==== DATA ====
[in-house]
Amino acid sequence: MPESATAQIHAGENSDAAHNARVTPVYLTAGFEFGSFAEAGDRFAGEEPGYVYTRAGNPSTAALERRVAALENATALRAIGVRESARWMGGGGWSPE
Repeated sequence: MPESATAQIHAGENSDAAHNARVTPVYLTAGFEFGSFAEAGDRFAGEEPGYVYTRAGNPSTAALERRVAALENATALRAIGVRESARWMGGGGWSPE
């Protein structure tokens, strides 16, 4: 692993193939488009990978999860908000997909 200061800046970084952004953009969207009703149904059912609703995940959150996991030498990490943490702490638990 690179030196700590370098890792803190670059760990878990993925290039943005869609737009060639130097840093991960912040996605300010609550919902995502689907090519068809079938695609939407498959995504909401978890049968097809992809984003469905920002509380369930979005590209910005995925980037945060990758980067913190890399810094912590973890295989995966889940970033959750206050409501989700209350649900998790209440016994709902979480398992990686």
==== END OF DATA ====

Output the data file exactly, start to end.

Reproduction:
[in-house]
Amino acid sequence: MPESATAQIHAGENSDAAHNARVTPVYLTAGFEFGSFAEAGDRFAGEEPGYVYTRAGNPSTAALERRVAALENATALRAIGVRESARWMGGGGWSPE
Repeated sequence: MPESATAQIHAGENSDAAHNARVTPVYLTAGFEFGSFAEAGDRFAGEEPGYVYTRAGNPSTAALERRVAALENATALRAIGVRESARWMGGGGWSPE
């Protein structure tokens, strides 16, 4: 692993193939488009990978999860908000997909 200061800046970084952004953009969207009703149904059912609703995940959150996991030498990490943490702490638990 690179030196700590370098890792803190670059760990878990993925290039943005869609737009060639130097840093991960912040996605300010609550919902995502689907090519068809079938695609939407498959995504909401978890049968097809992809984003469905920002509380369930979005590209910005995925980037945060990758980067913190890399810094912590973890295989995966889940970033959750206050409501989700209350649900998790209440016994709902979480398992990686």